'# DEBUG result: 2016-12-23'
'2016-12-23'

In the worst case, the module resorts to a guess based on an extensive search, which can be deactivated:

>>> htmldate.find_date('https://creativecommons.org/about/')
'2017-08-11' # has been updated since
>>> htmldate.find_date('https://creativecommons.org/about/', extensive_search=False)
>>>

Input format

The module expects strings as shown above, it is also possible to use already parsed HTML (i.e. a LXML tree object):

>>> from lxml import html
>>> mytree = html.fromstring('<html><body><span class="entry-date">July 12th, 2016</span></body></html>')
>>> htmldate.find_date(mytree)
'2016-07-12'

An external module can be used for download, as described in versions anterior to 0.3. This example uses the legacy mode with requests as external module.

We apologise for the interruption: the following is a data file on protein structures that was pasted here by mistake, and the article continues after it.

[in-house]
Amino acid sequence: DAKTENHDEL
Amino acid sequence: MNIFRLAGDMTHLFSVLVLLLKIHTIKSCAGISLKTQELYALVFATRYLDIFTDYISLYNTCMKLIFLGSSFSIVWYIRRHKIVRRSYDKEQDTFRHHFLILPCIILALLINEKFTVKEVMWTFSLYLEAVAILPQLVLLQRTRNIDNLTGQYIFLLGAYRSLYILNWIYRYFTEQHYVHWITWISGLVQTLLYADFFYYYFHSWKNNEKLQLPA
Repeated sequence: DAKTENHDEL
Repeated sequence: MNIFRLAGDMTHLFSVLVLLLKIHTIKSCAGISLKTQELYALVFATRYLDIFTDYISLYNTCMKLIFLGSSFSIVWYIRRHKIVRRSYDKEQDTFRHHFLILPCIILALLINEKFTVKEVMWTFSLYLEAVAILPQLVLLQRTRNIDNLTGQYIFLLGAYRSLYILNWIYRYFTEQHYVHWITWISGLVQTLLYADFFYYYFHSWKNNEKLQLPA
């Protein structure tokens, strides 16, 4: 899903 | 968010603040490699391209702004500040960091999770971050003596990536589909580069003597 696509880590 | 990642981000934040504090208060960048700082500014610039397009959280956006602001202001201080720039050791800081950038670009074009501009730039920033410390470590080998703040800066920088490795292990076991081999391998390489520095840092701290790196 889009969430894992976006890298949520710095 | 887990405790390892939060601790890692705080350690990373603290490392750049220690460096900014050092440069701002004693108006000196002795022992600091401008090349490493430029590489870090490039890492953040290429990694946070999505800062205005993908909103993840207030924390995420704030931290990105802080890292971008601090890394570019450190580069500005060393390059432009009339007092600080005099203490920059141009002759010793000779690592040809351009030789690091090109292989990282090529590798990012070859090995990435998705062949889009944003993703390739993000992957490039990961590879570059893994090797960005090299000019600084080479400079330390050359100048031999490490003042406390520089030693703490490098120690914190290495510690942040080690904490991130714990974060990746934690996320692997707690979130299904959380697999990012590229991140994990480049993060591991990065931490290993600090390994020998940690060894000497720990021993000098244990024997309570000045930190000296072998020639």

>>> import htmldate, requests
>>> r = requests.get('https://creativecommons.org/about/')
>>> htmldate.find_date(r.text)
'2017-11-28' # may have changed since

Date format

The output format of the dates found can be set in a format known to Python's datetime module, the default being %Y-%m-%d:

>>> htmldate.find_date('https://www.gnu.org/licenses/gpl-3.0.en.html', outputformat='%d %B %Y')
'18 November 2016' # may have changed since

Language-specific analysis

The expected date format can be tweaked to suit particular needs, especially language-specific date expressions:

>>> htmldate.find_date(r.text, dparser=dateparser_object) # like dateparser.DateDataParser(settings={'PREFER_DAY_OF_MONTH': 'first', 'PREFER_DATES_FROM': 'past', 'DATE_ORDER': 'DMY'}